Indigenous communities under siege in Brazilian Amazon

indigenous land rondonia

In the state of Rondônia, there is something of a siege underway against indigenous groups. Looking at a map of the region—which lies north-east of Brazil’s border with Bolivia—you will see that decades of deforestation have left the indigenous lands as the only remaining green spots.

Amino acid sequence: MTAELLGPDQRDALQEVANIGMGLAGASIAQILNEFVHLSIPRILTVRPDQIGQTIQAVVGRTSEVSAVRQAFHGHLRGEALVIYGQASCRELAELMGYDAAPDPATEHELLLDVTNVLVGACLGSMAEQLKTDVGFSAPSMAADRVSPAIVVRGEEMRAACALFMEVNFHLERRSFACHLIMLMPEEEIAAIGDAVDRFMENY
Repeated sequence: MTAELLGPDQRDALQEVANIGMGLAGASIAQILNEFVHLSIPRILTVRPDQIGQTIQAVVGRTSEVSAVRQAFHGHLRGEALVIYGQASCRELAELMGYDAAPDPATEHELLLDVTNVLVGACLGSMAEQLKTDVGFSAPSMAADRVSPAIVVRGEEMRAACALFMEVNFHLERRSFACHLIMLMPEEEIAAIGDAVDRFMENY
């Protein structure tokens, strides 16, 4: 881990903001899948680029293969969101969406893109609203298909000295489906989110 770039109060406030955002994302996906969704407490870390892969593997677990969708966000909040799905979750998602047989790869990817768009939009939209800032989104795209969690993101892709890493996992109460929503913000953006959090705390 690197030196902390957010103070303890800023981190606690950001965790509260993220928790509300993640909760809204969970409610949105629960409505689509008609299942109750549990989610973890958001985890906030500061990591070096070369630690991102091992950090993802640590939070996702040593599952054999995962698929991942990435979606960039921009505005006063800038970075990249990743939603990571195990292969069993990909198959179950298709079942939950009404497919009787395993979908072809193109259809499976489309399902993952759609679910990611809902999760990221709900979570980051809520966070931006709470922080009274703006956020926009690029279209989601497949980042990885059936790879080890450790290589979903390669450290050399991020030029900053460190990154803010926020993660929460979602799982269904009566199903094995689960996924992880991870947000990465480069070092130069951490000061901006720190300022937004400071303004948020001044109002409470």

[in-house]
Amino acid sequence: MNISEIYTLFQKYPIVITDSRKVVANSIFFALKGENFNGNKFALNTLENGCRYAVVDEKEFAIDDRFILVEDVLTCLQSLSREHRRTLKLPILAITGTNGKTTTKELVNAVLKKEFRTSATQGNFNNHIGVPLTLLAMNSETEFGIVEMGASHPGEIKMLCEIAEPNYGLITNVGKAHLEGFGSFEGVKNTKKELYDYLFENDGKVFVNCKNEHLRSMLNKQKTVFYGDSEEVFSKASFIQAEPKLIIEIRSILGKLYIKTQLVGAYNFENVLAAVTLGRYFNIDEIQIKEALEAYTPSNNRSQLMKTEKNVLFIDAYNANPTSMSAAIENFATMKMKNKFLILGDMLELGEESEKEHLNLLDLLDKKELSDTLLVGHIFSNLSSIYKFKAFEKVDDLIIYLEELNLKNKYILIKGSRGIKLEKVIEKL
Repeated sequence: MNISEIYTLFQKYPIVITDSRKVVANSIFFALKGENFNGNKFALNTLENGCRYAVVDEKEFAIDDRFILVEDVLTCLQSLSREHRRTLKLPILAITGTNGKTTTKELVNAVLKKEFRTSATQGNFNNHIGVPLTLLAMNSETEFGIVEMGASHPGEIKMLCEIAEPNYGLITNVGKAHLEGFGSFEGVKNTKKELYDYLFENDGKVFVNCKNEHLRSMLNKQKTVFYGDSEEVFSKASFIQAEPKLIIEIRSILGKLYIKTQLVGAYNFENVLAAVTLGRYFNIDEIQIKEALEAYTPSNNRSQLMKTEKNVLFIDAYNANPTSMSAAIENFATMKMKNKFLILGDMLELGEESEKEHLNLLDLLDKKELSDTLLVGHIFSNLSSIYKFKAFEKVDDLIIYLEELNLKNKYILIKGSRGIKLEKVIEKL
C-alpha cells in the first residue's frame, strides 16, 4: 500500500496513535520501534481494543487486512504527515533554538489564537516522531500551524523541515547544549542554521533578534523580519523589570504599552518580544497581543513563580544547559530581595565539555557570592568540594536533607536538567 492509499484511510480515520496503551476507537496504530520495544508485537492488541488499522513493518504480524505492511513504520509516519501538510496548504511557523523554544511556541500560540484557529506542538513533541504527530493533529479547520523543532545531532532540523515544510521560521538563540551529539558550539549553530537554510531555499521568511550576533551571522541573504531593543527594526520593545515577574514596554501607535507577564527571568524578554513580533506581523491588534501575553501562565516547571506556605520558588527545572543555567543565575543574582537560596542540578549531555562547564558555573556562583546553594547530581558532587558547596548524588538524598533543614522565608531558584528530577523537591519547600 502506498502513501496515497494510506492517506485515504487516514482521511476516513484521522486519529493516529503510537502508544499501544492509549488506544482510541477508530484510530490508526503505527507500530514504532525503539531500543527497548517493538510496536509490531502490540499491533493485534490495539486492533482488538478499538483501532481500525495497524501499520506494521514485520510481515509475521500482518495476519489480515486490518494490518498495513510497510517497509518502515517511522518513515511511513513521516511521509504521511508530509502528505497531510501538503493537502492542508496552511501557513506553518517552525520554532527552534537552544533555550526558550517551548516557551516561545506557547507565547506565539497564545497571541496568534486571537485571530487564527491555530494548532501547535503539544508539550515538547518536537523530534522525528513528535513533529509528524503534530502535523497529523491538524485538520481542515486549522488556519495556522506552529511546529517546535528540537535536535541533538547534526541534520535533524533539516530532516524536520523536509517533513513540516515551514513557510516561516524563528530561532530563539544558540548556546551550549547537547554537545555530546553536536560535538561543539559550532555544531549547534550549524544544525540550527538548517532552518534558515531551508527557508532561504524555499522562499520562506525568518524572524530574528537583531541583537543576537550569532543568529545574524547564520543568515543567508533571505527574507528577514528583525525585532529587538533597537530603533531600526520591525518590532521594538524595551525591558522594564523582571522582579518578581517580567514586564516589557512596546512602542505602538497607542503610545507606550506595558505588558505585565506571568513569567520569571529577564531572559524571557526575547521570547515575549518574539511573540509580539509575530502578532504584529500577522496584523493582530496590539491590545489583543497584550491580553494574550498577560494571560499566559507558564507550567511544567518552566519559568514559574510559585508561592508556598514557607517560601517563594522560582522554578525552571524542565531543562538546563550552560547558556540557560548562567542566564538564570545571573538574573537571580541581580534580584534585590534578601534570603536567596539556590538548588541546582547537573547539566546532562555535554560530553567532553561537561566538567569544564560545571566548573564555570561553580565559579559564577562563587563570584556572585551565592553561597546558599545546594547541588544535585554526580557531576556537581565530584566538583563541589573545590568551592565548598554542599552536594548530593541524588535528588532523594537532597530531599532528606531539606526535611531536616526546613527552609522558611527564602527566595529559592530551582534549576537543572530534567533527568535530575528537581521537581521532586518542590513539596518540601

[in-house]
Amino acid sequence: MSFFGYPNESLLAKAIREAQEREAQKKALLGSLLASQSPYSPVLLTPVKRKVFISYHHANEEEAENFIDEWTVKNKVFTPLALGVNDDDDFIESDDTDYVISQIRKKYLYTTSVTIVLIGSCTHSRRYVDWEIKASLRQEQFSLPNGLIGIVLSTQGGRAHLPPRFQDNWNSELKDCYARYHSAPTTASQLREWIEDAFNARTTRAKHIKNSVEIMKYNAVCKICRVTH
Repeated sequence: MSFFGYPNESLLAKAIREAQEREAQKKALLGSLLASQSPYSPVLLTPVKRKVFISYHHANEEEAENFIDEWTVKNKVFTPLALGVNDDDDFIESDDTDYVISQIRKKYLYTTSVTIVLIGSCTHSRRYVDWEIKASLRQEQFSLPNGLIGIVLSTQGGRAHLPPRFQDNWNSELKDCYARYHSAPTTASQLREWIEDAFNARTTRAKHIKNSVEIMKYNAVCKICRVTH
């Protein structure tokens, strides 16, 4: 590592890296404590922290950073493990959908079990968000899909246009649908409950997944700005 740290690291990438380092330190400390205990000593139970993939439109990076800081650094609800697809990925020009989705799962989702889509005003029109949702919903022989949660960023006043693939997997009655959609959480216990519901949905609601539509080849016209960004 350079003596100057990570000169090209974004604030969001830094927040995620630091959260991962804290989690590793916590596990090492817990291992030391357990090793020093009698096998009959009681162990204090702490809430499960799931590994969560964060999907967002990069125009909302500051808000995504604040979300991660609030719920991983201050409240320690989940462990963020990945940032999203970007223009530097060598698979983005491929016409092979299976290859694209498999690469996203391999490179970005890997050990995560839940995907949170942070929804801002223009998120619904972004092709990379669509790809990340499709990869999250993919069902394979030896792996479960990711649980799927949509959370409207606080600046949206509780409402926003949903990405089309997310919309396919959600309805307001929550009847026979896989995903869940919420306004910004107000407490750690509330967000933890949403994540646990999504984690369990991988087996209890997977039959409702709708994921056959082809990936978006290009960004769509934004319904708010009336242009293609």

These lands are the sources of the state’s rivers. The forests are where several ethnic groups—some of them with only a few hundred survivors—call home.